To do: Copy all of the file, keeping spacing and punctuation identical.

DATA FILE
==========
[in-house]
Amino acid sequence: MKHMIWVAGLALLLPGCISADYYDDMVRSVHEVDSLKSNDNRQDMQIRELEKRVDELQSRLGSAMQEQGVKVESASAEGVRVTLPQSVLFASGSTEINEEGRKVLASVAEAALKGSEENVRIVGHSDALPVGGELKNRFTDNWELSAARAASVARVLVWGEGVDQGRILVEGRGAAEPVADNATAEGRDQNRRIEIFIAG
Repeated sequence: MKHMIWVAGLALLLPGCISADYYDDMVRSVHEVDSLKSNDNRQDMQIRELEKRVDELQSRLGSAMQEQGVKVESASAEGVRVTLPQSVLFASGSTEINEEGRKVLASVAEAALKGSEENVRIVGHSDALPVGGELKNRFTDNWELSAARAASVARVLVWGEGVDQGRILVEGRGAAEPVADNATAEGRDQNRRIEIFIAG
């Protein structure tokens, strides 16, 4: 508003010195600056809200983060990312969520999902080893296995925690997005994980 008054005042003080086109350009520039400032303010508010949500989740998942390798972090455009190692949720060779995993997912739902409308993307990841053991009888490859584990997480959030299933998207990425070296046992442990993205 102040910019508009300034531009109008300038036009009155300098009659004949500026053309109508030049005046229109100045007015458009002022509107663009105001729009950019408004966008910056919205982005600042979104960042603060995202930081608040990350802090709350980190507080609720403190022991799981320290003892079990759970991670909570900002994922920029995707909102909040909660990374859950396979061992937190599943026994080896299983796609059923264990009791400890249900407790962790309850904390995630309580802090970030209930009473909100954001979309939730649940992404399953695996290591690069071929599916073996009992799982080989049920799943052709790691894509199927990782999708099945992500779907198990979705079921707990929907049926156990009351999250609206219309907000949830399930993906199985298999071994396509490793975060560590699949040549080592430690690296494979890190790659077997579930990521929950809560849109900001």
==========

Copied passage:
[in-house]
Amino acid sequence: MKHMIWVAGLALLLPGCISADYYDDMVRSVHEVDSLKSNDNRQDMQIRELEKRVDELQSRLGSAMQEQGVKVESASAEGVRVTLPQSVLFASGSTEINEEGRKVLASVAEAALKGSEENVRIVGHSDALPVGGELKNRFTDNWELSAARAASVARVLVWGEGVDQGRILVEGRGAAEPVADNATAEGRDQNRRIEIFIAG
Repeated sequence: MKHMIWVAGLALLLPGCISADYYDDMVRSVHEVDSLKSNDNRQDMQIRELEKRVDELQSRLGSAMQEQGVKVESASAEGVRVTLPQSVLFASGSTEINEEGRKVLASVAEAALKGSEENVRIVGHSDALPVGGELKNRFTDNWELSAARAASVARVLVWGEGVDQGRILVEGRGAAEPVADNATAEGRDQNRRIEIFIAG
């Protein structure tokens, strides 16, 4: 508003010195600056809200983060990312969520999902080893296995925690997005994980 008054005042003080086109350009520039400032303010508010949500989740998942390798972090455009190692949720060779995993997912739902409308993307990841053991009888490859584990997480959030299933998207990425070296046992442990993205 102040910019508009300034531009109008300038036009009155300098009659004949500026053309109508030049005046229109100045007015458009002022509107663009105001729009950019408004966008910056919205982005600042979104960042603060995202930081608040990350802090709350980190507080609720403190022991799981320290003892079990759970991670909570900002994922920029995707909102909040909660990374859950396979061992937190599943026994080896299983796609059923264990009791400890249900407790962790309850904390995630309580802090970030209930009473909100954001979309939730649940992404399953695996290591690069071929599916073996009992799982080989049920799943052709790691894509199927990782999708099945992500779907198990979705079921707990929907049926156990009351999250609206219309907000949830399930993906199985298999071994396509490793975060560590699949040549080592430690690296494979890190790659077997579930990521929950809560849109900001």